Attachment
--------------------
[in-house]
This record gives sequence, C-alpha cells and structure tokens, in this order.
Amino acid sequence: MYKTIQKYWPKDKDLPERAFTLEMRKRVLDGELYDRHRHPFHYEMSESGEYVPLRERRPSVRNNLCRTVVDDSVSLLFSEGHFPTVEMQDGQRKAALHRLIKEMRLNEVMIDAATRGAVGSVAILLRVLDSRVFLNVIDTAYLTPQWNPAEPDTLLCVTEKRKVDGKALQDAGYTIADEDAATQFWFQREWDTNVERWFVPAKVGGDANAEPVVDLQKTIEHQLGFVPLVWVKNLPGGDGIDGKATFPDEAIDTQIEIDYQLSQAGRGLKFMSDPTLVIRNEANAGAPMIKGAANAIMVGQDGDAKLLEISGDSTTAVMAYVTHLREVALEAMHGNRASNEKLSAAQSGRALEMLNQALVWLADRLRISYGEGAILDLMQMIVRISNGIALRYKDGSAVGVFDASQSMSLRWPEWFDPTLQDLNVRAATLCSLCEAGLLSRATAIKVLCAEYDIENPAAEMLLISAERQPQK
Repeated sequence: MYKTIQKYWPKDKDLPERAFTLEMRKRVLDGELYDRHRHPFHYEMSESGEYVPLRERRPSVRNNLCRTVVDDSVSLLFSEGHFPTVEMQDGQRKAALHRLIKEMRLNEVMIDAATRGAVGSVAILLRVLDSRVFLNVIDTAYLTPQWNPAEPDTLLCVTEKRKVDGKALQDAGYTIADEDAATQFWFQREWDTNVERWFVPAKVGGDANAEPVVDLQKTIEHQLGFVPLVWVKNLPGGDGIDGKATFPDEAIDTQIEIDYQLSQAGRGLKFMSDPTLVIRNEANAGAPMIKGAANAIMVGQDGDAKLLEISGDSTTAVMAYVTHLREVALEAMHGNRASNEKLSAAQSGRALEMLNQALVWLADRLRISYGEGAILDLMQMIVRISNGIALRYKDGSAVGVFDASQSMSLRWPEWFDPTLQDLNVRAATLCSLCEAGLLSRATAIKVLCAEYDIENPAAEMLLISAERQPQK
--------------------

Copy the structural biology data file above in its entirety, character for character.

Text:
[in-house]
This record gives sequence, C-alpha cells and structure tokens, in this order.
Amino acid sequence: MYKTIQKYWPKDKDLPERAFTLEMRKRVLDGELYDRHRHPFHYEMSESGEYVPLRERRPSVRNNLCRTVVDDSVSLLFSEGHFPTVEMQDGQRKAALHRLIKEMRLNEVMIDAATRGAVGSVAILLRVLDSRVFLNVIDTAYLTPQWNPAEPDTLLCVTEKRKVDGKALQDAGYTIADEDAATQFWFQREWDTNVERWFVPAKVGGDANAEPVVDLQKTIEHQLGFVPLVWVKNLPGGDGIDGKATFPDEAIDTQIEIDYQLSQAGRGLKFMSDPTLVIRNEANAGAPMIKGAANAIMVGQDGDAKLLEISGDSTTAVMAYVTHLREVALEAMHGNRASNEKLSAAQSGRALEMLNQALVWLADRLRISYGEGAILDLMQMIVRISNGIALRYKDGSAVGVFDASQSMSLRWPEWFDPTLQDLNVRAATLCSLCEAGLLSRATAIKVLCAEYDIENPAAEMLLISAERQPQK
Repeated sequence: MYKTIQKYWPKDKDLPERAFTLEMRKRVLDGELYDRHRHPFHYEMSESGEYVPLRERRPSVRNNLCRTVVDDSVSLLFSEGHFPTVEMQDGQRKAALHRLIKEMRLNEVMIDAATRGAVGSVAILLRVLDSRVFLNVIDTAYLTPQWNPAEPDTLLCVTEKRKVDGKALQDAGYTIADEDAATQFWFQREWDTNVERWFVPAKVGGDANAEPVVDLQKTIEHQLGFVPLVWVKNLPGGDGIDGKATFPDEAIDTQIEIDYQLSQAGRGLKFMSDPTLVIRNEANAGAPMIKGAANAIMVGQDGDAKLLEISGDSTTAVMAYVTHLREVALEAMHGNRASNEKLSAAQSGRALEMLNQALVWLADRLRISYGEGAILDLMQMIVRISNGIALRYKDGSAVGVFDASQSMSLRWPEWFDPTLQDLNVRAATLCSLCEAGLLSRATAIKVLCAEYDIENPAAEMLLISAERQPQK